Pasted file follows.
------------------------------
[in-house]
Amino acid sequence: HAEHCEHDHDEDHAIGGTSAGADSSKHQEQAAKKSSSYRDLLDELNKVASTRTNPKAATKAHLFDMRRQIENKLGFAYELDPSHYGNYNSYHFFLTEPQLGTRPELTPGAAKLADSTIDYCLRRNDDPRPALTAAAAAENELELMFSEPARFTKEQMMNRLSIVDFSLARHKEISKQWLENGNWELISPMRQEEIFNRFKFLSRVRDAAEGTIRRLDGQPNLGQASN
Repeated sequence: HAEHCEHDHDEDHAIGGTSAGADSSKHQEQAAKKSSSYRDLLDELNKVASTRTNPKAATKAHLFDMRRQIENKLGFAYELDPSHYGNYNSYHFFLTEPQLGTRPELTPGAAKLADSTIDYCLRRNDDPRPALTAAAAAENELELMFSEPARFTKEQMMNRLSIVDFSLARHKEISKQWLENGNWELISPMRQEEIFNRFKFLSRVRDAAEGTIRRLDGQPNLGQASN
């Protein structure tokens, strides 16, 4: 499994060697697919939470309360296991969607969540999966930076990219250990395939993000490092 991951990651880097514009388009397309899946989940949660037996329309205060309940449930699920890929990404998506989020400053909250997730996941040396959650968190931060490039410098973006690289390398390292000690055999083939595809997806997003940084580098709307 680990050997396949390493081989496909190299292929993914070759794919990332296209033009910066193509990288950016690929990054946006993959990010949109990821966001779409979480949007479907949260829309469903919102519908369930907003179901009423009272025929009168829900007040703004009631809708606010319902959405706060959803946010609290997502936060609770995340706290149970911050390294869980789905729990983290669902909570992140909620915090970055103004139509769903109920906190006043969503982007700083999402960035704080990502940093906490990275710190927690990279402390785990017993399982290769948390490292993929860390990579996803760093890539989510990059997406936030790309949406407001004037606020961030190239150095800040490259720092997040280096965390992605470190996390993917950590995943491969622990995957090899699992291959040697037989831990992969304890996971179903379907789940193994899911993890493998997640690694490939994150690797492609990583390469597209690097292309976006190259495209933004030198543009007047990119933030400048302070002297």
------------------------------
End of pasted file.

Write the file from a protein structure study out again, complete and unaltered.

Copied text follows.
[in-house]
Amino acid sequence: HAEHCEHDHDEDHAIGGTSAGADSSKHQEQAAKKSSSYRDLLDELNKVASTRTNPKAATKAHLFDMRRQIENKLGFAYELDPSHYGNYNSYHFFLTEPQLGTRPELTPGAAKLADSTIDYCLRRNDDPRPALTAAAAAENELELMFSEPARFTKEQMMNRLSIVDFSLARHKEISKQWLENGNWELISPMRQEEIFNRFKFLSRVRDAAEGTIRRLDGQPNLGQASN
Repeated sequence: HAEHCEHDHDEDHAIGGTSAGADSSKHQEQAAKKSSSYRDLLDELNKVASTRTNPKAATKAHLFDMRRQIENKLGFAYELDPSHYGNYNSYHFFLTEPQLGTRPELTPGAAKLADSTIDYCLRRNDDPRPALTAAAAAENELELMFSEPARFTKEQMMNRLSIVDFSLARHKEISKQWLENGNWELISPMRQEEIFNRFKFLSRVRDAAEGTIRRLDGQPNLGQASN
């Protein structure tokens, strides 16, 4: 499994060697697919939470309360296991969607969540999966930076990219250990395939993000490092 991951990651880097514009388009397309899946989940949660037996329309205060309940449930699920890929990404998506989020400053909250997730996941040396959650968190931060490039410098973006690289390398390292000690055999083939595809997806997003940084580098709307 680990050997396949390493081989496909190299292929993914070759794919990332296209033009910066193509990288950016690929990054946006993959990010949109990821966001779409979480949007479907949260829309469903919102519908369930907003179901009423009272025929009168829900007040703004009631809708606010319902959405706060959803946010609290997502936060609770995340706290149970911050390294869980789905729990983290669902909570992140909620915090970055103004139509769903109920906190006043969503982007700083999402960035704080990502940093906490990275710190927690990279402390785990017993399982290769948390490292993929860390990579996803760093890539989510990059997406936030790309949406407001004037606020961030190239150095800040490259720092997040280096965390992605470190996390993917950590995943491969622990995957090899699992291959040697037989831990992969304890996971179903379907789940193994899911993890493998997640690694490939994150690797492609990583390469597209690097292309976006190259495209933004030198543009007047990119933030400048302070002297």